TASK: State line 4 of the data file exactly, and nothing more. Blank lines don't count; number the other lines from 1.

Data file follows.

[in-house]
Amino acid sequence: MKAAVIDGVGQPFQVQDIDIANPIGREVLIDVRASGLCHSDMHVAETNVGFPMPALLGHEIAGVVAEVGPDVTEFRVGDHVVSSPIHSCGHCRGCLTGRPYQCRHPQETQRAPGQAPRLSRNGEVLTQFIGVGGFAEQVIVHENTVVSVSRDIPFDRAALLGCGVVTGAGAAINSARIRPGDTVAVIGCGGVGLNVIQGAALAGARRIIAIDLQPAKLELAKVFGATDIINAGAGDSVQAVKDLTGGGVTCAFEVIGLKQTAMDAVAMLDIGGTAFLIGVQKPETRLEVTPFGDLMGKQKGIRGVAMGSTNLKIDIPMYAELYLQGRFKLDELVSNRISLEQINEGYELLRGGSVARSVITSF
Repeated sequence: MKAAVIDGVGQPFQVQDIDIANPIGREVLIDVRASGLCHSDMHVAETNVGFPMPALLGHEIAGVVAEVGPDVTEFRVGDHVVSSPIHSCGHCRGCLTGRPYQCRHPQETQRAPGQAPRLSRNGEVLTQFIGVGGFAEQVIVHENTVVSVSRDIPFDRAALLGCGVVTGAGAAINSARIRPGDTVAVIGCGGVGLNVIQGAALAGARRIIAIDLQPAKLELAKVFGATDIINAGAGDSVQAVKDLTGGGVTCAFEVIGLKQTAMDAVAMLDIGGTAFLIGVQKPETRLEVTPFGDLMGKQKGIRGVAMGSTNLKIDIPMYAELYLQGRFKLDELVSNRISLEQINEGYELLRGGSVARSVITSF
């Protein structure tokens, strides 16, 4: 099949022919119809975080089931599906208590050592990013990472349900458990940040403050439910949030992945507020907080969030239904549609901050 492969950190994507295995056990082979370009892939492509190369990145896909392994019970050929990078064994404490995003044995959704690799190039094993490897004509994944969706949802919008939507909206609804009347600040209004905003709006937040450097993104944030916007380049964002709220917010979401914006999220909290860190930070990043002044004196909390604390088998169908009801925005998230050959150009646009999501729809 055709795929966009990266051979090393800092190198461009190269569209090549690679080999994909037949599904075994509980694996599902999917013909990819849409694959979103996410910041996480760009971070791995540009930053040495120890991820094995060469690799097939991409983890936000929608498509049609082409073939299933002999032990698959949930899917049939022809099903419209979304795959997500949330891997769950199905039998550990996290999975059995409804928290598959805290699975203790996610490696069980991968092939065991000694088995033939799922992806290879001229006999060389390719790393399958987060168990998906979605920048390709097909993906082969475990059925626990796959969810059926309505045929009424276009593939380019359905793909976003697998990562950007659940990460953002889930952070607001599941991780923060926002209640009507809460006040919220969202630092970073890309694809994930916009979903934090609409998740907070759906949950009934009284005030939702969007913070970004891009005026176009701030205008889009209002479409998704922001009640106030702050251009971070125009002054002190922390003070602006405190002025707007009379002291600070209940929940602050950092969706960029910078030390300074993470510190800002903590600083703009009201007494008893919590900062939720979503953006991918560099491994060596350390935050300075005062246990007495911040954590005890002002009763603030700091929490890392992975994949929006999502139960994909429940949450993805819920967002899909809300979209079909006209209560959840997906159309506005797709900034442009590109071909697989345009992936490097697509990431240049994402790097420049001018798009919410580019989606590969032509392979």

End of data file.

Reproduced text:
């Protein structure tokens, strides 16, 4: 099949022919119809975080089931599906208590050592990013990472349900458990940040403050439910949030992945507020907080969030239904549609901050 492969950190994507295995056990082979370009892939492509190369990145896909392994019970050929990078064994404490995003044995959704690799190039094993490897004509994944969706949802919008939507909206609804009347600040209004905003709006937040450097993104944030916007380049964002709220917010979401914006999220909290860190930070990043002044004196909390604390088998169908009801925005998230050959150009646009999501729809 055709795929966009990266051979090393800092190198461009190269569209090549690679080999994909037949599904075994509980694996599902999917013909990819849409694959979103996410910041996480760009971070791995540009930053040495120890991820094995060469690799097939991409983890936000929608498509049609082409073939299933002999032990698959949930899917049939022809099903419209979304795959997500949330891997769950199905039998550990996290999975059995409804928290598959805290699975203790996610490696069980991968092939065991000694088995033939799922992806290879001229006999060389390719790393399958987060168990998906979605920048390709097909993906082969475990059925626990796959969810059926309505045929009424276009593939380019359905793909976003697998990562950007659940990460953002889930952070607001599941991780923060926002209640009507809460006040919220969202630092970073890309694809994930916009979903934090609409998740907070759906949950009934009284005030939702969007913070970004891009005026176009701030205008889009209002479409998704922001009640106030702050251009971070125009002054002190922390003070602006405190002025707007009379002291600070209940929940602050950092969706960029910078030390300074993470510190800002903590600083703009009201007494008893919590900062939720979503953006991918560099491994060596350390935050300075005062246990007495911040954590005890002002009763603030700091929490890392992975994949929006999502139960994909429940949450993805819920967002899909809300979209079909006209209560959840997906159309506005797709900034442009590109071909697989345009992936490097697509990431240049994402790097420049001018798009919410580019989606590969032509392979």